We all like to look back on our childhoods with a sense of warmth and nostalgia, but how different was ours from those enjoyed by children today or those who grew up 200 years ago?
A fascinating exhibition at Lynn Museum – Little Lives - brings childhood to life, from the 19th century to the present day, exploring how young people lived, learned and played.
Imogen Clarke, curatorial teaching museum trainee, says “I think the adventure and imagination of childhood is something captured in all of the stories throughout Little Lives. Though times have changed enormously, it is interesting to see how play seems to be a common theme. Three of the children featured grew up in the days before the internet, before mobile phones, and before the now ubiquitous use of social media.”
As well as exhibiting previously unseen items from the museum’s collection, it also gives visitors the opportunity to explore memories from their own youth and it tells the stories of four local children who grew up at different periods during the last 200 years and who all had very different experiences.
“Whilst developing the exhibition we looked through Lynn Museum’s fascinating collection of childhood objects for inspiration,” says Imogen. “The four children we have focussed on were chosen because of their personal relationship to the objects on display.”
Ian, Mike, David and Alastair Breen grew up in the 1950s and 1960s and went to King Edward VII Grammar School in King’s Lynn and their memories form part of the exhibition.
“The Breen brothers’ story is particularly interesting. Sheila Breen, mother of the Breen brothers, worked for the museum some years ago and donated the boy’s school uniform and text books to the collection,” says Imogen. “We were then able to trace Michael Breen to Korea, where he now lives, through a newspaper cutting and Michael and his brothers were happy to share personal stories and memories of their childhood.”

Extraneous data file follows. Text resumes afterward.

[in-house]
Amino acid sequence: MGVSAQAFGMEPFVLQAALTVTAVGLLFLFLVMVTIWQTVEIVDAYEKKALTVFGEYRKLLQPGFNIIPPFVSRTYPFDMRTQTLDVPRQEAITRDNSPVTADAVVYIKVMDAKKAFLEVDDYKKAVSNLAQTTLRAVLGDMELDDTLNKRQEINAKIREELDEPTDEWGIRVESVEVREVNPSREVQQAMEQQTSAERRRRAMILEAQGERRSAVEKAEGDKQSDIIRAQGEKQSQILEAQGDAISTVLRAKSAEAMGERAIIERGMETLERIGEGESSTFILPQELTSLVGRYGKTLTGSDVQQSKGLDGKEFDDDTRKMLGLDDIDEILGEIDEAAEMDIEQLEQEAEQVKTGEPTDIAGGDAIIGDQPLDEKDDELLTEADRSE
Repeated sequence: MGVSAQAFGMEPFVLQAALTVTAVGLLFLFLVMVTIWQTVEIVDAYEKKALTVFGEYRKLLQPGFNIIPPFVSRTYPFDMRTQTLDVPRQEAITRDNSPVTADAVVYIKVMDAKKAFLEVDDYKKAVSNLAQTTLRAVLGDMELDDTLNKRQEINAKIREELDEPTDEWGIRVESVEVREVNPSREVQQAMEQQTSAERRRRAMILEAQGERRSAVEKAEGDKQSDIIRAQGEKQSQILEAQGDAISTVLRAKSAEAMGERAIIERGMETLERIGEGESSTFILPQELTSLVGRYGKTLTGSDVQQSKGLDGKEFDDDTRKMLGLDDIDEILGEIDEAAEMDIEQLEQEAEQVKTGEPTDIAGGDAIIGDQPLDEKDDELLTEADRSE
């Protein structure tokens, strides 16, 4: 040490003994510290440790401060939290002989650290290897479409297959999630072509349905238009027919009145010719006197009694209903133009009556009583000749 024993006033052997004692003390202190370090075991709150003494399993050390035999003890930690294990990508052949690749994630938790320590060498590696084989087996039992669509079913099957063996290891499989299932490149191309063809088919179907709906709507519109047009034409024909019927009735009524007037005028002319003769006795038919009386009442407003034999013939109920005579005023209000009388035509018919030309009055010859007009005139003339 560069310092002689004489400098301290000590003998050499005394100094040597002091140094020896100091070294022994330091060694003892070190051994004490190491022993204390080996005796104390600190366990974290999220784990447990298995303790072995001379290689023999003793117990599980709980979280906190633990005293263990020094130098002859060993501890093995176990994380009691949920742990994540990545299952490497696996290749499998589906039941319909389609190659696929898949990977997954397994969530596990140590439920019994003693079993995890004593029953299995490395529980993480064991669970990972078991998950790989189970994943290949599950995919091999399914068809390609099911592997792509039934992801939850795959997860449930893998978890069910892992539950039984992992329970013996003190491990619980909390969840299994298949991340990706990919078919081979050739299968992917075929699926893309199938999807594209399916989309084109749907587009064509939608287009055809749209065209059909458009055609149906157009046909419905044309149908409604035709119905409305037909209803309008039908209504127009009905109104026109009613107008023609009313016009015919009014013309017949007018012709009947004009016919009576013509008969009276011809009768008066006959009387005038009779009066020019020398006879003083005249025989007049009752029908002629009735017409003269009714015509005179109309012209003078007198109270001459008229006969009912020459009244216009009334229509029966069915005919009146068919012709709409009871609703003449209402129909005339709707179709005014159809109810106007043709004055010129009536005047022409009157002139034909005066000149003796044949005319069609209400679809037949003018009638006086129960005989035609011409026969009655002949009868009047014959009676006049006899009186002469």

Another of the featured children is Emma Morse, who grew up in the 1990s and noughties.
“Emma went to a local school and had lots of memories of contemporary childhood in King’s Lynn. She recalls the excitement of newly published Harry Potter books and films and her time as a Brownie. Emma has also kindly loaned us many personal objects from her childhood to help tell her story.”
The other children featured were Beatrice Monement, who was a child in the 1850s and played with a dolls house made by her father, as well as croquet and chess, and Elaine Lowerison, who was a child in the 1900s and went to the Ruskin School in Heacham. Her family photographs and ephemera have helped to tell the story of this unconventional school.
“One story featured in the exhibition looks at the Ruskin School at Heacham – which was founded in 1900 by Harry Bellerby Lowerison. One of the unusual aspects of this privately-run school, was that it was for both boys and girls in mixed classes. Mr Lowerison believed in enabling the children to enjoy sports activities and to make good friendships. The house was even nicknamed “The Wilderness”,” she laughs.